Today, I use my time towards direct action. I am currently the Chairwoman of Anti-Racist Soccer Club, a non-profit focused on eradicating racism from the American soccer landscape. Our mission is to create a coalition of organizations and individuals that utilize their collective power against racism in the game. I'm also a Program Manager for Common Goal’s Anti-Racist Project, where I’m working to create comprehensive anti-racist curriculums to educate individuals across all levels of the sport. I’ve also been accepted to law school, and I’m in the process of deciding where I’ll attend. I hope to use my time in school to learn about the systems of oppression we exist in, and use my J.D. to tear them down.

Image courtesy of Kaiya McCullough

I want to be remembered as somebody who dedicated herself to making the world a better place. That may sound cliche, and it is. However, I truly believe that if I can leave the world better than it was when I came into it, I will have achieved my life’s purpose.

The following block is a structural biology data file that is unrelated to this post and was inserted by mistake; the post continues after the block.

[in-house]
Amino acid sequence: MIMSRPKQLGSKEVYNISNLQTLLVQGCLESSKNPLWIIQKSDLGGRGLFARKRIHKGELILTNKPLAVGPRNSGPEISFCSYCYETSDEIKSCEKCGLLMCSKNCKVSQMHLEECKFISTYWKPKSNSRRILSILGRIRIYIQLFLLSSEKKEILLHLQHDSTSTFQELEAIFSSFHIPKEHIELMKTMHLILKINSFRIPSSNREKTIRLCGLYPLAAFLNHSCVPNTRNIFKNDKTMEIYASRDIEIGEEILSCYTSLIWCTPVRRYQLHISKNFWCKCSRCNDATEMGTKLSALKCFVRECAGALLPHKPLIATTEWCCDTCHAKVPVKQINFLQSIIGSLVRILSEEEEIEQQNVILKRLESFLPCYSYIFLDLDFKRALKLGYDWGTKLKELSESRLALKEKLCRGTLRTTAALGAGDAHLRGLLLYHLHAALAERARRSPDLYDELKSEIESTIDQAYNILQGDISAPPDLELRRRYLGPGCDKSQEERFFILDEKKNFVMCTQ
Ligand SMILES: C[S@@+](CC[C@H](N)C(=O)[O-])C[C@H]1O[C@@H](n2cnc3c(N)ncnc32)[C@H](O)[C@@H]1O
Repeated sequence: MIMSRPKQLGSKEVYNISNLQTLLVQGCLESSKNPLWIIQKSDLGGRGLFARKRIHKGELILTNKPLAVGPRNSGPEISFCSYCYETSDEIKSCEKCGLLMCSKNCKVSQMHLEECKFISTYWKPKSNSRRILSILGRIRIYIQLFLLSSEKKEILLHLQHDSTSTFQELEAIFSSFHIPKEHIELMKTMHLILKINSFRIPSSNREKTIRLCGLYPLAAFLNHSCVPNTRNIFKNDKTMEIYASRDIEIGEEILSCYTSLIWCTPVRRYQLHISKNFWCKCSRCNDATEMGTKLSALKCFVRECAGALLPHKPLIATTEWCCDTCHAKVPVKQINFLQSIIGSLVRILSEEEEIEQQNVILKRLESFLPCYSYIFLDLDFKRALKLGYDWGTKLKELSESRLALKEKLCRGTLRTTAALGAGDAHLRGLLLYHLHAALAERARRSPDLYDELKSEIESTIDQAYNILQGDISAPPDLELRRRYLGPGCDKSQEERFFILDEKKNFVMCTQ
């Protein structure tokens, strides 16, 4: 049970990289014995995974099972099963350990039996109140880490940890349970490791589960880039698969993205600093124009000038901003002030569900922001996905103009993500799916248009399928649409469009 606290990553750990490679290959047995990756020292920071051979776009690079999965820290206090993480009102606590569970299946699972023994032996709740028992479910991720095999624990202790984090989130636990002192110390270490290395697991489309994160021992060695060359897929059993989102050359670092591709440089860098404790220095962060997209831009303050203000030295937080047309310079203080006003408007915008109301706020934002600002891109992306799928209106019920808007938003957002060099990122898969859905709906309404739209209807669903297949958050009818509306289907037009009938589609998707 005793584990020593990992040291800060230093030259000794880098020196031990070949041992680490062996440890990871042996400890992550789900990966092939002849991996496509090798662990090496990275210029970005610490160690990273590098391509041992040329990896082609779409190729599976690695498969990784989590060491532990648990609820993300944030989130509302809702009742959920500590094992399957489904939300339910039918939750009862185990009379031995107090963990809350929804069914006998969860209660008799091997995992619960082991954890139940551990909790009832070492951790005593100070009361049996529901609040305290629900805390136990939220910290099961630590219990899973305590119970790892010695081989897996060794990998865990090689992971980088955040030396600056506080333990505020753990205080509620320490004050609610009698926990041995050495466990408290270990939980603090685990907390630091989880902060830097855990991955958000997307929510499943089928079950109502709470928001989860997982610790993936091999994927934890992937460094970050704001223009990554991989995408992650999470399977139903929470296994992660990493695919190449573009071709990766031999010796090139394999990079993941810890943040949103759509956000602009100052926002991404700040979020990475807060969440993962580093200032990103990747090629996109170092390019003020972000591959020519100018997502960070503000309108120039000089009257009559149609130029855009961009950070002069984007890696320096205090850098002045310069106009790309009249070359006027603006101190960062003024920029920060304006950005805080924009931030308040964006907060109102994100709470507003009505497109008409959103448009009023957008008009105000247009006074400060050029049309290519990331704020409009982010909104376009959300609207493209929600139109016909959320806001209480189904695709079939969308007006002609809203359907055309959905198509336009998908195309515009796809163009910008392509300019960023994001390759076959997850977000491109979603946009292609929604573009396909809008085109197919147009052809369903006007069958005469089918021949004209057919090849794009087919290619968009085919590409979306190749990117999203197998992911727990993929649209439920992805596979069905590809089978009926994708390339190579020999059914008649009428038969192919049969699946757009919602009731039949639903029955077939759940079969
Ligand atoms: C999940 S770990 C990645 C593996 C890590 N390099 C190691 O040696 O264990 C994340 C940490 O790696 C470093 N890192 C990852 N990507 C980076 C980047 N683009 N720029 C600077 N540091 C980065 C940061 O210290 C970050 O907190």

Though my work is important, I draw inspiration from the politicians, teachers, athletes, scientists, and everyday people, both past and present, who are pursuing justice for the Black community. There are so many Black individuals affecting positive change in their respective spaces, not only for the Black community, but also for the world, and I am in awe of all of them. Despite the odds, Black Americans have created, loved, and excelled in a country designed to see us fail. I hope I can inspire the next generation of activists to continue our progress.

As I write this article, it’s cool to realize that even the small impact I've had on the universe has been a part of moving history forward. With Black History Month, we have an opportunity to reflect on and reconnect with our past and look towards the future.

I am Black history. I will be Black history. My children after me will be Black history and their children after them will be Black history. We will be changemakers.